Obama Administration’s ConnectALL Initiative is Vital to Closing Digital Divide


NHMC: Obama Administration’s ConnectALL Initiative is Vital to Closing Digital Divide

Today, President Obama announced the creation of ConnectALL, an initiative that aims to connect 20 million more Americans to broadband by 2020. On the heels of yesterday’s announcement that the FCC will vote on modernizing the Lifeline Program to help offset the cost of broadband for low-income Americans later this month, the Administration submitted comments to the FCC supporting the proposal. The Administration also released a study detailing the state of broadband adoption and the potential nationwide economic benefits of further closing the digital divide. The National Hispanic Media Coalition, which recommended that the Administration support Lifeline modernization in its comments to the Broadband Opportunity Council last year, released the following statement from Michael Scurato, Vice President of Policy: “Throughout its history, Lifeline has provided families with a pathway out of poverty and has been a critical component of our country’s universal service initiatives. By fully supporting the FCC’s efforts modernize Lifeline —on top of creating of a new set of initiatives to bring millions more Americans online—the Obama Administration builds on its legacy of seeking ways to ensure that everyone in this country has access to the tools necessary to participate in our democracy, society, and economy. “We thank President Obama for his longstanding commitment to making sure that families across the country have convenient and affordable access to the open Internet.” The Administration’s Lifeline comments specifically ask the FCC to empower consumers with the freedom to apply the Lifeline discount to the communication service of their choice and to better coordinate program enrollment with other public assistance programs. Lifeline currently offers a modest subsidy of $9.25 to low-income families struggling to afford basic landline or wireless phone service. Latinos currently face many barriers to getting online: A recent study showed only 50 percent of Latinos have access to home broadband, compared to 72 percent for their white counterparts. Latinos most frequently cite high cost as the primary reason for non-adoption. The number of Americans who subscribe to home broadband has declined significantly in recent years, lagging most among diverse communities, the poor, seniors, people with disabilities and the less educated. For nearly a decade, the National Hispanic Media Coalition has advocated for Lifeline to further evolve to include access to meaningful broadband services to help close the digital divide. NHMC filed comments and reply comments in the FCC’s current open proceeding. ###]]>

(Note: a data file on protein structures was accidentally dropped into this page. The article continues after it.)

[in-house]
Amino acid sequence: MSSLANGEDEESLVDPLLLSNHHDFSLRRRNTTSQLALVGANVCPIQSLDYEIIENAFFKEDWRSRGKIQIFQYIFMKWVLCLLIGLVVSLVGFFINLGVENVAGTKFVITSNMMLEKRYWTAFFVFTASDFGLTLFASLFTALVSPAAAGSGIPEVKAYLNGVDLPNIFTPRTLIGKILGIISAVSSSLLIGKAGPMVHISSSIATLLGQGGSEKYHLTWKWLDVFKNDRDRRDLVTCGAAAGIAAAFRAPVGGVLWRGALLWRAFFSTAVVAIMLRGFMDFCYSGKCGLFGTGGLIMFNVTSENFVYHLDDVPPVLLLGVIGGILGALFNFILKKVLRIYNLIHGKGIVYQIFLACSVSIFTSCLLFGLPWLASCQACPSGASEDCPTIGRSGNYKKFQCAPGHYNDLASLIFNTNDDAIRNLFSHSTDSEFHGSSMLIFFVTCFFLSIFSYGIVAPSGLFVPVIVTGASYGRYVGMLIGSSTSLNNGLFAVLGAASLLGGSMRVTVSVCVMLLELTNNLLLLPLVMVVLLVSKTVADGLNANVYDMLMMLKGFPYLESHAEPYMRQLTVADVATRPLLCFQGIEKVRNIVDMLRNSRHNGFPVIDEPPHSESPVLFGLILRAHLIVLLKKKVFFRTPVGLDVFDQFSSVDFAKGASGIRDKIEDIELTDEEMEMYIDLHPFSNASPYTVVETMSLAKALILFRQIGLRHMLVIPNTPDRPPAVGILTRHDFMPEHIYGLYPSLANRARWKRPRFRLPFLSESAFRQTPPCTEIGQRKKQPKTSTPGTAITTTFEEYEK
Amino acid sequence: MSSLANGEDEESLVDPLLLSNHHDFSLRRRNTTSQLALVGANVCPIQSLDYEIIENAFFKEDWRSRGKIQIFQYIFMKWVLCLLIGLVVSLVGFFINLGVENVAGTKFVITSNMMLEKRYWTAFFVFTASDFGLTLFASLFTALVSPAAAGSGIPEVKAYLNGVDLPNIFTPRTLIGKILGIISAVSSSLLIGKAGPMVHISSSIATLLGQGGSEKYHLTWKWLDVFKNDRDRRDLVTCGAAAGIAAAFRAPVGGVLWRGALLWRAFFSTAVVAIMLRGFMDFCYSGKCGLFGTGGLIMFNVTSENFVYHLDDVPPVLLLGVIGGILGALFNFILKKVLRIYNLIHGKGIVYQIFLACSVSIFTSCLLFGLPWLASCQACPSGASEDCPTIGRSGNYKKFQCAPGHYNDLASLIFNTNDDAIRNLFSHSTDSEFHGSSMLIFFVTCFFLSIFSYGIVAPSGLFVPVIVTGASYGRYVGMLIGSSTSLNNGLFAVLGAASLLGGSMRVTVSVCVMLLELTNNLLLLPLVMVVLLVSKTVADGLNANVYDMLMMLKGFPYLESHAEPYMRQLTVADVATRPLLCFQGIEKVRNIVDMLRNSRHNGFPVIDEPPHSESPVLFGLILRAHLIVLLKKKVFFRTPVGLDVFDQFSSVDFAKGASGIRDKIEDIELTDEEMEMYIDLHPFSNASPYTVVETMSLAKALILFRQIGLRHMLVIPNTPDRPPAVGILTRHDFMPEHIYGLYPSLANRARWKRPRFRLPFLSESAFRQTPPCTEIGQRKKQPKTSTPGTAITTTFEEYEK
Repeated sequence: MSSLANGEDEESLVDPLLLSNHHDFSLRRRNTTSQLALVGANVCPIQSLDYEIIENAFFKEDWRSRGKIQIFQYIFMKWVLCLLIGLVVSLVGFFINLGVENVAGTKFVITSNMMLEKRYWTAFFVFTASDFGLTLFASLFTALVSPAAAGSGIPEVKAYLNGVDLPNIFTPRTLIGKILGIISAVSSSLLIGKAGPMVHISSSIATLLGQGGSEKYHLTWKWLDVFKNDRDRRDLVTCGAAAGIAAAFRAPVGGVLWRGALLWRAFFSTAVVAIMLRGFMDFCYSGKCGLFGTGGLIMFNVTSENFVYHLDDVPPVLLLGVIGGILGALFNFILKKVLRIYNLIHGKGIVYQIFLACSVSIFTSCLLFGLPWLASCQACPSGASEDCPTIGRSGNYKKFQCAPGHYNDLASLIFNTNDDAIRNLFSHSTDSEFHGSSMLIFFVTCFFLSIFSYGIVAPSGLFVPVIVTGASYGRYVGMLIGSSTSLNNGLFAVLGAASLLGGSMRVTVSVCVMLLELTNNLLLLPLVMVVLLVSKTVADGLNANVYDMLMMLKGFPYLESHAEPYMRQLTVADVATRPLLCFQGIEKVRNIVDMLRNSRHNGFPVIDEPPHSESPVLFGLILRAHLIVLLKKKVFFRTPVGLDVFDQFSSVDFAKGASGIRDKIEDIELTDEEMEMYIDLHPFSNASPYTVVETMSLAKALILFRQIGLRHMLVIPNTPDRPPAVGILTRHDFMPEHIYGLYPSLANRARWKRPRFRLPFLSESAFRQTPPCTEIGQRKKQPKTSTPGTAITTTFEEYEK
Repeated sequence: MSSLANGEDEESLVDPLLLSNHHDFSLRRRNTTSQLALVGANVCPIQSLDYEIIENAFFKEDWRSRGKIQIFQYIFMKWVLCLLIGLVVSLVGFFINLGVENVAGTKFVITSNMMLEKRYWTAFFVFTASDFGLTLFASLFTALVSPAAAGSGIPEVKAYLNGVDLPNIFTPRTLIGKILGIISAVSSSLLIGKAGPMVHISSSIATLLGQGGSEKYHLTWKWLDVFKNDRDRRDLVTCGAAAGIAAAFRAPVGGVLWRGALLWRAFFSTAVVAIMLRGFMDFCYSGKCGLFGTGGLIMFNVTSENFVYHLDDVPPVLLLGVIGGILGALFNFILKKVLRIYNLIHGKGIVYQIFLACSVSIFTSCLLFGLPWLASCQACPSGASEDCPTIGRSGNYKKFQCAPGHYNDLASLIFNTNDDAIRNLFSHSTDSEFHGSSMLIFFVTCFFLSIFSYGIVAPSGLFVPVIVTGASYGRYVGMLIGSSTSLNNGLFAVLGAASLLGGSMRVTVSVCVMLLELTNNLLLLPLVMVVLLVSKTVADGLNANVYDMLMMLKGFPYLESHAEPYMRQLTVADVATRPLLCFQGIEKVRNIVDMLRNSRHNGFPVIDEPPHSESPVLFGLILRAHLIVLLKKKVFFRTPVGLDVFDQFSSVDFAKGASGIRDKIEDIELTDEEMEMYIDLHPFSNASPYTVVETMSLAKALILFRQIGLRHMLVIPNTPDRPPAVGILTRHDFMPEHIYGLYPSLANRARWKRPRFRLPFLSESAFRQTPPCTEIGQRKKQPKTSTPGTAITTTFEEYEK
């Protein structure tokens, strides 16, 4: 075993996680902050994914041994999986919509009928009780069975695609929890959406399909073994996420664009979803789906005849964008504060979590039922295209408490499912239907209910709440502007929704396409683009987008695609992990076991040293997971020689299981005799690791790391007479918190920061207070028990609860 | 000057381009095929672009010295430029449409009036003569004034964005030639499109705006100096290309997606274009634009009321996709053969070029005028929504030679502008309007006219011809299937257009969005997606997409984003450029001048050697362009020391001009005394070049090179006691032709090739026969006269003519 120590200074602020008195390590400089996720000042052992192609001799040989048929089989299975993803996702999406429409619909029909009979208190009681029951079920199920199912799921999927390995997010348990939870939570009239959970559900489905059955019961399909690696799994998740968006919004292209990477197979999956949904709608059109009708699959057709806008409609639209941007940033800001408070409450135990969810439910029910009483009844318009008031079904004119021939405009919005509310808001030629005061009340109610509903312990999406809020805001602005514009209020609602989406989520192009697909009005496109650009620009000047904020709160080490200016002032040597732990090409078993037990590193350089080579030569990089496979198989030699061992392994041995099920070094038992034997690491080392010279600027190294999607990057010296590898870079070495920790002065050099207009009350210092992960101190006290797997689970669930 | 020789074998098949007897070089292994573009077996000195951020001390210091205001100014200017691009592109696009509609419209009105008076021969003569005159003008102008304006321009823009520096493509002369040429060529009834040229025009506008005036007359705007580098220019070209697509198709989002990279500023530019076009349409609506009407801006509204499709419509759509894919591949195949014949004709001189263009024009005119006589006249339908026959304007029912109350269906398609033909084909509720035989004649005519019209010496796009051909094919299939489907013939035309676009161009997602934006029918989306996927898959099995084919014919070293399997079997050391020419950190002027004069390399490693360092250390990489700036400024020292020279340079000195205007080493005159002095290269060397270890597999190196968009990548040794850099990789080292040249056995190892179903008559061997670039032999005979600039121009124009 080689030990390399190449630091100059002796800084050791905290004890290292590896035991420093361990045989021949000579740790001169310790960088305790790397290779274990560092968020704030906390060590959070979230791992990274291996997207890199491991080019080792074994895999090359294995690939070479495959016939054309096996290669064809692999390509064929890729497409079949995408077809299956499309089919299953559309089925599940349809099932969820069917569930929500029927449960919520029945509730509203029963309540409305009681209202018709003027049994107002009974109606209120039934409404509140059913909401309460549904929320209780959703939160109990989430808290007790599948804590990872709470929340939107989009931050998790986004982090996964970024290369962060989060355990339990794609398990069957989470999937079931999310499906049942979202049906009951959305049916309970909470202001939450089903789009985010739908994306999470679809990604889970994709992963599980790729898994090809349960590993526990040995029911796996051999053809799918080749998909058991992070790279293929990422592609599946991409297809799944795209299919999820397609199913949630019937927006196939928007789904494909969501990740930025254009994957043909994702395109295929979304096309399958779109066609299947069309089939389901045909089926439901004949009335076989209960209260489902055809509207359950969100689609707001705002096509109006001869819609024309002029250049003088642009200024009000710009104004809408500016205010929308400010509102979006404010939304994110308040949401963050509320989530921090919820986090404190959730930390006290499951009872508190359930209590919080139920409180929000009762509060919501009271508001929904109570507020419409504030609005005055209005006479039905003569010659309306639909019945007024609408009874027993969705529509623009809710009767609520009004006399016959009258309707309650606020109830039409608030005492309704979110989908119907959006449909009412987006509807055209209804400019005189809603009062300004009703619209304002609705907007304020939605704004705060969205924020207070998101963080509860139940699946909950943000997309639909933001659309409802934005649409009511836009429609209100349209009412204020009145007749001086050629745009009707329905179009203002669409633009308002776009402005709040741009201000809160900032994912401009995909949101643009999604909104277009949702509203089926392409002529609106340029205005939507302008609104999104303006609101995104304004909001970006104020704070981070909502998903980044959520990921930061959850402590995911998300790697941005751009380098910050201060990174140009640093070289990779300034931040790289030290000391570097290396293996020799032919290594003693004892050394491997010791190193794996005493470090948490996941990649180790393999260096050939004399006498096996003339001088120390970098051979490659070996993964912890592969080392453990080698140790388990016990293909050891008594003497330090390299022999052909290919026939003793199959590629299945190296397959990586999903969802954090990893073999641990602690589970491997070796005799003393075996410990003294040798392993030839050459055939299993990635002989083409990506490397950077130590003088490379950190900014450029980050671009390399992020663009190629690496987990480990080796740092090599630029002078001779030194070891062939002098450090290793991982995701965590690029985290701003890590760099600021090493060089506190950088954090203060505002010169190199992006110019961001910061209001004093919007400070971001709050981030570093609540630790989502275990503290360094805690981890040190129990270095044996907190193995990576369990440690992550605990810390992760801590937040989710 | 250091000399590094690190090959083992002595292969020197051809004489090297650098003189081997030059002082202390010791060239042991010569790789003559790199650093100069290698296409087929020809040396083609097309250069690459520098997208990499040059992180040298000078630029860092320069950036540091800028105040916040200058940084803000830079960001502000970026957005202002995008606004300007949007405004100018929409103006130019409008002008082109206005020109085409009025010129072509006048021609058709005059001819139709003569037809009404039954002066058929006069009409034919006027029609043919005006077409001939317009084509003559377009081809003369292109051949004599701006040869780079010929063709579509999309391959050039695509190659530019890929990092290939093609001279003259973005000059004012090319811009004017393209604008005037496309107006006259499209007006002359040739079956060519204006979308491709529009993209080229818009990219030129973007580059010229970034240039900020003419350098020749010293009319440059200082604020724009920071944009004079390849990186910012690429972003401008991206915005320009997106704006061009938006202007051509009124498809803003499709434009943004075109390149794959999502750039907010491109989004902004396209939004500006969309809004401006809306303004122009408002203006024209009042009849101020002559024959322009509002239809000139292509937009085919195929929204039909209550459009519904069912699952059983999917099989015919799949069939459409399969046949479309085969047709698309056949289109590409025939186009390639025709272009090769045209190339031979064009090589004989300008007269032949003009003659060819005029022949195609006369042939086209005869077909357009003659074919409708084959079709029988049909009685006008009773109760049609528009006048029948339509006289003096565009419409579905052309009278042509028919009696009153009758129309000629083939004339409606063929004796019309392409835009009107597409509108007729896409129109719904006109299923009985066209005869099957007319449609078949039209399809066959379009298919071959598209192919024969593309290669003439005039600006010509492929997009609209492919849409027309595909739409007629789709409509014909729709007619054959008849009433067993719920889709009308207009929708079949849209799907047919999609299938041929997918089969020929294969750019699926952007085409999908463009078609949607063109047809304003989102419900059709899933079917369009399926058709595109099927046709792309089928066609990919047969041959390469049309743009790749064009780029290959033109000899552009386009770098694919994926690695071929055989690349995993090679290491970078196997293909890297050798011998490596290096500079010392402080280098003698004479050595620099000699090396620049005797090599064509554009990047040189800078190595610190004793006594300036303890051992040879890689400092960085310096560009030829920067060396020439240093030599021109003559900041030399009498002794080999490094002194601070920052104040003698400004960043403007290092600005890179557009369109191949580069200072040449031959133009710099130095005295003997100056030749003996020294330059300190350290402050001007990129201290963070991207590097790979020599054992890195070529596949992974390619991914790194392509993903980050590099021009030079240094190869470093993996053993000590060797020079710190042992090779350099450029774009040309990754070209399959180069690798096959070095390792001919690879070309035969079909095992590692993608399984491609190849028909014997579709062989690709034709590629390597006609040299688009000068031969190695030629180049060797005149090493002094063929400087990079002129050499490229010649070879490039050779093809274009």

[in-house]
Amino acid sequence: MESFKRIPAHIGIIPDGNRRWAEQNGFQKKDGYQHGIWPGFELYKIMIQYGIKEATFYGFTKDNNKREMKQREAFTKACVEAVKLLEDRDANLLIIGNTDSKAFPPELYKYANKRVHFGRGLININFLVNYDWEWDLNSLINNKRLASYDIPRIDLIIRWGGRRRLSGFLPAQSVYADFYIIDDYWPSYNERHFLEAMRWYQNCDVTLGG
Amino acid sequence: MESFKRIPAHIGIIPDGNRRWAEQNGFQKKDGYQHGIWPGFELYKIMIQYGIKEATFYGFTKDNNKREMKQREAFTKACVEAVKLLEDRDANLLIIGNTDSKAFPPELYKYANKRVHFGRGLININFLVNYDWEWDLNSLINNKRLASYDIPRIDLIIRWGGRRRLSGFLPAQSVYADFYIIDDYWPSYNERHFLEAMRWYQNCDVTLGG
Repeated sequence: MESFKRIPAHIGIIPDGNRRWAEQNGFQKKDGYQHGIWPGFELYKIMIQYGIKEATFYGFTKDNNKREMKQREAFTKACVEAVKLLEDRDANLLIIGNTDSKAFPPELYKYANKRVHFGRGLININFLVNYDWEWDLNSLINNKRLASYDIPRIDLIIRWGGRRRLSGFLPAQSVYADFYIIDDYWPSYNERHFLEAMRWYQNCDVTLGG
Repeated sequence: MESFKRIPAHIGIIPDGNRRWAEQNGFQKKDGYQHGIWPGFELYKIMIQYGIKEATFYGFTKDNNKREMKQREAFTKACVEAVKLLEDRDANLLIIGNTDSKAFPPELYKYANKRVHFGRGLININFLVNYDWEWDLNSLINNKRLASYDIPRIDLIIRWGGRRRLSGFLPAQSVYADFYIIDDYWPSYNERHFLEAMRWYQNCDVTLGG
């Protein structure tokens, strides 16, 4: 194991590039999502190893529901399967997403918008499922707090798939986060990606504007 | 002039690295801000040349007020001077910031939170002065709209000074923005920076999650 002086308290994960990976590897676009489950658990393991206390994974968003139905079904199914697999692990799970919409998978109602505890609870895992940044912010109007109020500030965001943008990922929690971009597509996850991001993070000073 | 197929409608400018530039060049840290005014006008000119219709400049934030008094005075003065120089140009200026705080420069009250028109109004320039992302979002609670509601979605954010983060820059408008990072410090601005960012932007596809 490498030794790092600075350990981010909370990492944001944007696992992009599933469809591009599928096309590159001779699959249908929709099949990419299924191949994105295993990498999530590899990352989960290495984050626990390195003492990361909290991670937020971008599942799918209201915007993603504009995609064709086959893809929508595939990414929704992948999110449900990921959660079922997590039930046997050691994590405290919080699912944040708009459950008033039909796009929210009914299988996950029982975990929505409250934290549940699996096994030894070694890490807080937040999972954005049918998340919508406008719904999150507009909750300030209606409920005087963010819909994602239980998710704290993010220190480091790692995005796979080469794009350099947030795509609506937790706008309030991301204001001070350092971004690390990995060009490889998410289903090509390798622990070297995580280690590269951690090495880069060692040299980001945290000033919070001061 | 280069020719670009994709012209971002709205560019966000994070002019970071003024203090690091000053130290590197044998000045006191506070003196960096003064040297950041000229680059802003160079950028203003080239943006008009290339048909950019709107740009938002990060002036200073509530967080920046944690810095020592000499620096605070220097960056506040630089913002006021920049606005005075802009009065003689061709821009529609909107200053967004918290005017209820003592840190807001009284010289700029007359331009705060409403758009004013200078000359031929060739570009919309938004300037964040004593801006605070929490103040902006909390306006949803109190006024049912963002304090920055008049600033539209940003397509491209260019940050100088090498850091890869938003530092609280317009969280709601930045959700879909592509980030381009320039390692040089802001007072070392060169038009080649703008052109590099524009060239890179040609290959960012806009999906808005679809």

National Hispanic Media Coalition (NHMC) is a woman-led 501(c)(3) non-profit civil and human rights organization that was founded to eliminate hate, discrimination, and racism toward the Latino communities.
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